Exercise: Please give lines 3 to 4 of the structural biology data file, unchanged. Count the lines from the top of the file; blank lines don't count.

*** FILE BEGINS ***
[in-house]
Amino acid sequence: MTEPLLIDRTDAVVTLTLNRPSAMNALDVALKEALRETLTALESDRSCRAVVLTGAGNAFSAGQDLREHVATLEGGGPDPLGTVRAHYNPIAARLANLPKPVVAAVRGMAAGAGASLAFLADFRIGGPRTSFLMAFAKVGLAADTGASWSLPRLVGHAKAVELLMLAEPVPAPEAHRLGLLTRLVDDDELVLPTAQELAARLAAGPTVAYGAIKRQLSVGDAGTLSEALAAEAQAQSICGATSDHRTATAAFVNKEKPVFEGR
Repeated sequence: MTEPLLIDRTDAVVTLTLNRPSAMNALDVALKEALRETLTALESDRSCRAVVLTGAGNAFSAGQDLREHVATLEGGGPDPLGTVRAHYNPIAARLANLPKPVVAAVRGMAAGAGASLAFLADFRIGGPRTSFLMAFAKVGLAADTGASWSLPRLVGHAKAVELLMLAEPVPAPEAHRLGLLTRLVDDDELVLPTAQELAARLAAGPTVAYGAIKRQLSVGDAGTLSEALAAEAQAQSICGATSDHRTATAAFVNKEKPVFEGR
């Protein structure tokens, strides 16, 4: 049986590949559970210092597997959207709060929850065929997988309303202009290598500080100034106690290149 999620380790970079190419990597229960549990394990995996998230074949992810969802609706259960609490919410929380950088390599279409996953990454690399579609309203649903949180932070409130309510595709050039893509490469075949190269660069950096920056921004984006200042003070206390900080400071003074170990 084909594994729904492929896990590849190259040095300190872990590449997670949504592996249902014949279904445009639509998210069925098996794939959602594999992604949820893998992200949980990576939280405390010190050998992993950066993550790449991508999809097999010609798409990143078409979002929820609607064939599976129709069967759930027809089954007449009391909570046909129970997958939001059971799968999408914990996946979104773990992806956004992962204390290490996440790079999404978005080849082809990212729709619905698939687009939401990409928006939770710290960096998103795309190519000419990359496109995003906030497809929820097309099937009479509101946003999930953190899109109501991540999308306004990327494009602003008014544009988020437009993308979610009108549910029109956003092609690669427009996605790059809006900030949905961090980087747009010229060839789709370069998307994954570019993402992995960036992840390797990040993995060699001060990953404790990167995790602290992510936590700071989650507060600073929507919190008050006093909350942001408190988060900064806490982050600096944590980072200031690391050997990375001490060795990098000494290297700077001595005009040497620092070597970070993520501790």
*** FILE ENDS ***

Repeated sequence: MTEPLLIDRTDAVVTLTLNRPSAMNALDVALKEALRETLTALESDRSCRAVVLTGAGNAFSAGQDLREHVATLEGGGPDPLGTVRAHYNPIAARLANLPKPVVAAVRGMAAGAGASLAFLADFRIGGPRTSFLMAFAKVGLAADTGASWSLPRLVGHAKAVELLMLAEPVPAPEAHRLGLLTRLVDDDELVLPTAQELAARLAAGPTVAYGAIKRQLSVGDAGTLSEALAAEAQAQSICGATSDHRTATAAFVNKEKPVFEGR
């Protein structure tokens, strides 16, 4: 049986590949559970210092597997959207709060929850065929997988309303202009290598500080100034106690290149 999620380790970079190419990597229960549990394990995996998230074949992810969802609706259960609490919410929380950088390599279409996953990454690399579609309203649903949180932070409130309510595709050039893509490469075949190269660069950096920056921004984006200042003070206390900080400071003074170990 084909594994729904492929896990590849190259040095300190872990590449997670949504592996249902014949279904445009639509998210069925098996794939959602594999992604949820893998992200949980990576939280405390010190050998992993950066993550790449991508999809097999010609798409990143078409979002929820609607064939599976129709069967759930027809089954007449009391909570046909129970997958939001059971799968999408914990996946979104773990992806956004992962204390290490996440790079999404978005080849082809990212729709619905698939687009939401990409928006939770710290960096998103795309190519000419990359496109995003906030497809929820097309099937009479509101946003999930953190899109109501991540999308306004990327494009602003008014544009988020437009993308979610009108549910029109956003092609690669427009996605790059809006900030949905961090980087747009010229060839789709370069998307994954570019993402992995960036992840390797990040993995060699001060990953404790990167995790602290992510936590700071989650507060600073929507919190008050006093909350942001408190988060900064806490982050600096944590980072200031690391050997990375001490060795990098000494290297700077001595005009040497620092070597970070993520501790």